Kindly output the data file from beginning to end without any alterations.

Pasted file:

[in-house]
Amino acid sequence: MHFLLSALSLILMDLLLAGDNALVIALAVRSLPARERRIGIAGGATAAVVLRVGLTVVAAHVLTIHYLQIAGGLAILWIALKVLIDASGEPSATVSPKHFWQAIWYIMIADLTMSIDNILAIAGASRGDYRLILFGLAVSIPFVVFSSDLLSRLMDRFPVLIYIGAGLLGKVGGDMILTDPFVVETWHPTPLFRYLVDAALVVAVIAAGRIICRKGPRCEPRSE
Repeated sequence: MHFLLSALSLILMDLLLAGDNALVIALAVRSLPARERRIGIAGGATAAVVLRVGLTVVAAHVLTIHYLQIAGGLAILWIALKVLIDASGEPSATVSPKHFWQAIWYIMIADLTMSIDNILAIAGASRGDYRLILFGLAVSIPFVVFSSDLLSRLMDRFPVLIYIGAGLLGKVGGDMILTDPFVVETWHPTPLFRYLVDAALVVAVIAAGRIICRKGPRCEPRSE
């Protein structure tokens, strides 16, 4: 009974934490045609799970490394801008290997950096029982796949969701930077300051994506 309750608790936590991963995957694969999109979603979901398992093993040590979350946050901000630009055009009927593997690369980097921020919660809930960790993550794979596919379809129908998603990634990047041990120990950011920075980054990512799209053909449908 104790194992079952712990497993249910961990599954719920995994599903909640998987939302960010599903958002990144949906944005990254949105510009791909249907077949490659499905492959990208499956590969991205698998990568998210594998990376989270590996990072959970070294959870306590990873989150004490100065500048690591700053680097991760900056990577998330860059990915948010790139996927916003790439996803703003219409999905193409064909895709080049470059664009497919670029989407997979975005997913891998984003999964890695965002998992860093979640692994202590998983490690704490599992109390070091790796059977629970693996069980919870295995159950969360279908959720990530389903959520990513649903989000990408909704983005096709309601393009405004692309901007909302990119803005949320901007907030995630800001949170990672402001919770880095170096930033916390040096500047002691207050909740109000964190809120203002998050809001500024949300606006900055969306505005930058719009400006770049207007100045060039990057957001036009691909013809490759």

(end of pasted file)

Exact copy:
[in-house]
Amino acid sequence: MHFLLSALSLILMDLLLAGDNALVIALAVRSLPARERRIGIAGGATAAVVLRVGLTVVAAHVLTIHYLQIAGGLAILWIALKVLIDASGEPSATVSPKHFWQAIWYIMIADLTMSIDNILAIAGASRGDYRLILFGLAVSIPFVVFSSDLLSRLMDRFPVLIYIGAGLLGKVGGDMILTDPFVVETWHPTPLFRYLVDAALVVAVIAAGRIICRKGPRCEPRSE
Repeated sequence: MHFLLSALSLILMDLLLAGDNALVIALAVRSLPARERRIGIAGGATAAVVLRVGLTVVAAHVLTIHYLQIAGGLAILWIALKVLIDASGEPSATVSPKHFWQAIWYIMIADLTMSIDNILAIAGASRGDYRLILFGLAVSIPFVVFSSDLLSRLMDRFPVLIYIGAGLLGKVGGDMILTDPFVVETWHPTPLFRYLVDAALVVAVIAAGRIICRKGPRCEPRSE
């Protein structure tokens, strides 16, 4: 009974934490045609799970490394801008290997950096029982796949969701930077300051994506 309750608790936590991963995957694969999109979603979901398992093993040590979350946050901000630009055009009927593997690369980097921020919660809930960790993550794979596919379809129908998603990634990047041990120990950011920075980054990512799209053909449908 104790194992079952712990497993249910961990599954719920995994599903909640998987939302960010599903958002990144949906944005990254949105510009791909249907077949490659499905492959990208499956590969991205698998990568998210594998990376989270590996990072959970070294959870306590990873989150004490100065500048690591700053680097991760900056990577998330860059990915948010790139996927916003790439996803703003219409999905193409064909895709080049470059664009497919670029989407997979975005997913891998984003999964890695965002998992860093979640692994202590998983490690704490599992109390070091790796059977629970693996069980919870295995159950969360279908959720990530389903959520990513649903989000990408909704983005096709309601393009405004692309901007909302990119803005949320901007907030995630800001949170990672402001919770880095170096930033916390040096500047002691207050909740109000964190809120203002998050809001500024949300606006900055969306505005930058719009400006770049207007100045060039990057957001036009691909013809490759």